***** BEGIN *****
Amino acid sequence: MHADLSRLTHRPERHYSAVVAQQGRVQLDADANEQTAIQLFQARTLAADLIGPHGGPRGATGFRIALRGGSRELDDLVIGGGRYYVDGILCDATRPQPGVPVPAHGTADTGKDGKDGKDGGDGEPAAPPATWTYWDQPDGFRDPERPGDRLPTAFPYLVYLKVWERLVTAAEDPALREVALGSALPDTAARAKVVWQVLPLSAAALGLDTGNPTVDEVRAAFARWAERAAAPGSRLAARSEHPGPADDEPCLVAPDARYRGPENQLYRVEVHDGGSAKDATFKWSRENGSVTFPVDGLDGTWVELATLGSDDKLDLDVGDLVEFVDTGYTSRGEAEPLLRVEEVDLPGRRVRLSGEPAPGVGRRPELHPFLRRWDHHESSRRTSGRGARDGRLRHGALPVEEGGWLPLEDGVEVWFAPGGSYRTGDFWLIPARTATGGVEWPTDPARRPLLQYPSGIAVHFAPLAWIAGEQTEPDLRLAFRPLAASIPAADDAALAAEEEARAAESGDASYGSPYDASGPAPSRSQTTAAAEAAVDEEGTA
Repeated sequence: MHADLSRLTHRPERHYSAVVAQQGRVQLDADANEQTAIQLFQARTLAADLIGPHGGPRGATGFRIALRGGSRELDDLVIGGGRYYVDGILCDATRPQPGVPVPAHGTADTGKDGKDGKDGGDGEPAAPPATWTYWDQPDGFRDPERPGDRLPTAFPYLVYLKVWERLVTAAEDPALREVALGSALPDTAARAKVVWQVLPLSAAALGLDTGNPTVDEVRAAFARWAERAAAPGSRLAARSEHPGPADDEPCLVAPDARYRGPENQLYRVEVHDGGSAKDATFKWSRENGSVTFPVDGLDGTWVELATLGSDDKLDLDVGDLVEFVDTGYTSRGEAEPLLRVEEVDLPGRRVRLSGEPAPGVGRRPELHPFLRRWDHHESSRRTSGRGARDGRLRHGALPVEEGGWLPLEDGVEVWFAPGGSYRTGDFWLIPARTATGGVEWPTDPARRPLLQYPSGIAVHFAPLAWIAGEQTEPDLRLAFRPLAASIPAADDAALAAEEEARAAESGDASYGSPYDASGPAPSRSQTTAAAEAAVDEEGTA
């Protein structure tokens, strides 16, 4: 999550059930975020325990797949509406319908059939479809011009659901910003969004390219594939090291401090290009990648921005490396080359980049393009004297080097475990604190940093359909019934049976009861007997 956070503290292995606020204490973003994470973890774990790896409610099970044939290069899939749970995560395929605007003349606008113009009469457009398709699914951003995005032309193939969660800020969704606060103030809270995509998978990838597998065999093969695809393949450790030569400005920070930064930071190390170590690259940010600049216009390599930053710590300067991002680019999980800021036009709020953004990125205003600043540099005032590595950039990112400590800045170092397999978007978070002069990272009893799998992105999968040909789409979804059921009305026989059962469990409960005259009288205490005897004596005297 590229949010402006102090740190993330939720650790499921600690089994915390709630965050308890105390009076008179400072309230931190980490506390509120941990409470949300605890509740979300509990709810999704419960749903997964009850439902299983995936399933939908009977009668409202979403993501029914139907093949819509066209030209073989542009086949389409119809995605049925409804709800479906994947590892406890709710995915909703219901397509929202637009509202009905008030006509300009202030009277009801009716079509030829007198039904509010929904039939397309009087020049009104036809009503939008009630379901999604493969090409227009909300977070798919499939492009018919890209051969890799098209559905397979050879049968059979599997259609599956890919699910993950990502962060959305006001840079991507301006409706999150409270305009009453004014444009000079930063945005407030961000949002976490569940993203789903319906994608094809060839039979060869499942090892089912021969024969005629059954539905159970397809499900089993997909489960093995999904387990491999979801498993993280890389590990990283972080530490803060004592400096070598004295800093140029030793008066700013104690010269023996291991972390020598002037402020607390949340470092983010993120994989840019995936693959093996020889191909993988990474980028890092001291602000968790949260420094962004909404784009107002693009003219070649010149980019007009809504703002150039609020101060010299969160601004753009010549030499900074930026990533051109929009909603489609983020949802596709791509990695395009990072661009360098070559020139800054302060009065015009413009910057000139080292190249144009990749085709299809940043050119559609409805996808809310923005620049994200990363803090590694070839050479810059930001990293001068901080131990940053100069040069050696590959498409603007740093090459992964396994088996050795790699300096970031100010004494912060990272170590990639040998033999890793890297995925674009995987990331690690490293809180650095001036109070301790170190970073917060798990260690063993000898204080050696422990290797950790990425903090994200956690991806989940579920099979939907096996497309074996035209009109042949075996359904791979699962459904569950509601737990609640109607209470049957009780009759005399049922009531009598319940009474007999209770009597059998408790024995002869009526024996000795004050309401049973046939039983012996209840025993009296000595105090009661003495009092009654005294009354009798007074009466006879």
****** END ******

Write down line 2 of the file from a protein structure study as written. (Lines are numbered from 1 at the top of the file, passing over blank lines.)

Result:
Repeated sequence: MHADLSRLTHRPERHYSAVVAQQGRVQLDADANEQTAIQLFQARTLAADLIGPHGGPRGATGFRIALRGGSRELDDLVIGGGRYYVDGILCDATRPQPGVPVPAHGTADTGKDGKDGKDGGDGEPAAPPATWTYWDQPDGFRDPERPGDRLPTAFPYLVYLKVWERLVTAAEDPALREVALGSALPDTAARAKVVWQVLPLSAAALGLDTGNPTVDEVRAAFARWAERAAAPGSRLAARSEHPGPADDEPCLVAPDARYRGPENQLYRVEVHDGGSAKDATFKWSRENGSVTFPVDGLDGTWVELATLGSDDKLDLDVGDLVEFVDTGYTSRGEAEPLLRVEEVDLPGRRVRLSGEPAPGVGRRPELHPFLRRWDHHESSRRTSGRGARDGRLRHGALPVEEGGWLPLEDGVEVWFAPGGSYRTGDFWLIPARTATGGVEWPTDPARRPLLQYPSGIAVHFAPLAWIAGEQTEPDLRLAFRPLAASIPAADDAALAAEEEARAAESGDASYGSPYDASGPAPSRSQTTAAAEAAVDEEGTA